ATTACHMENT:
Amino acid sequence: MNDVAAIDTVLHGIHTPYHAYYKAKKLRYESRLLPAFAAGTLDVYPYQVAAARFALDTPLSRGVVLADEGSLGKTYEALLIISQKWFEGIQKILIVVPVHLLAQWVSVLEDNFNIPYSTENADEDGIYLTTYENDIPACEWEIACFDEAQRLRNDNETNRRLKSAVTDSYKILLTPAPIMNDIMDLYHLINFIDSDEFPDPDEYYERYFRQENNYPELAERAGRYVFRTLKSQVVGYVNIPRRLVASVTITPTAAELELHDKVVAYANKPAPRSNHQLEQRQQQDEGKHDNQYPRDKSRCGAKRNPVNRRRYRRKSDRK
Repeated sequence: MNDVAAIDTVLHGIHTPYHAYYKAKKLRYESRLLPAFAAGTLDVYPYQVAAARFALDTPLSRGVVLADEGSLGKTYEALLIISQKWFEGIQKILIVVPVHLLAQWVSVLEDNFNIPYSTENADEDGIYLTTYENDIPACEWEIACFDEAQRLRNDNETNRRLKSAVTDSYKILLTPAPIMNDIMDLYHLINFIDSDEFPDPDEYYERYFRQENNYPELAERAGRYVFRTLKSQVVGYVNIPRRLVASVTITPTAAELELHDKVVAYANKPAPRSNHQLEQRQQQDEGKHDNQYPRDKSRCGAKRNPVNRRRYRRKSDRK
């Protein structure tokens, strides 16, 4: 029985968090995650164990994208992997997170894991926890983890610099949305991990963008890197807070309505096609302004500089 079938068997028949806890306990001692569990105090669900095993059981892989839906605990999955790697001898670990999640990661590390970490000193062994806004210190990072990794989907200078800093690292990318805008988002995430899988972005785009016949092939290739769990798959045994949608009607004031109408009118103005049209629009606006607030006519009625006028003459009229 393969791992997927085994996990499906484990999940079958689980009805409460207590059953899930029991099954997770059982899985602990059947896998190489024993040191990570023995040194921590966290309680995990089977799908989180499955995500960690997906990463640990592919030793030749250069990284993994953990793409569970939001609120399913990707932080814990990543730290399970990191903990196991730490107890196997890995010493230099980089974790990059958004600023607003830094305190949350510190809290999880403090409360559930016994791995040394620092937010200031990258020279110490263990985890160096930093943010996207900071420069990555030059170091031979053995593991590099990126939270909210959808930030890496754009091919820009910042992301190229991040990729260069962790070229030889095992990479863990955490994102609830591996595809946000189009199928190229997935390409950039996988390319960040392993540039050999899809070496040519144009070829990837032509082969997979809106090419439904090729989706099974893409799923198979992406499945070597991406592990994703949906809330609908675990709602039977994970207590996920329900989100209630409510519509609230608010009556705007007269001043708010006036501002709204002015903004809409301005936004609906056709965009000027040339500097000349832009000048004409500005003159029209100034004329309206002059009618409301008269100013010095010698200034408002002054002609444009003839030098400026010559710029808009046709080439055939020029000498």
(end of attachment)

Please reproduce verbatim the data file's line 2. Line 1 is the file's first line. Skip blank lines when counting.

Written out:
Repeated sequence: MNDVAAIDTVLHGIHTPYHAYYKAKKLRYESRLLPAFAAGTLDVYPYQVAAARFALDTPLSRGVVLADEGSLGKTYEALLIISQKWFEGIQKILIVVPVHLLAQWVSVLEDNFNIPYSTENADEDGIYLTTYENDIPACEWEIACFDEAQRLRNDNETNRRLKSAVTDSYKILLTPAPIMNDIMDLYHLINFIDSDEFPDPDEYYERYFRQENNYPELAERAGRYVFRTLKSQVVGYVNIPRRLVASVTITPTAAELELHDKVVAYANKPAPRSNHQLEQRQQQDEGKHDNQYPRDKSRCGAKRNPVNRRRYRRKSDRK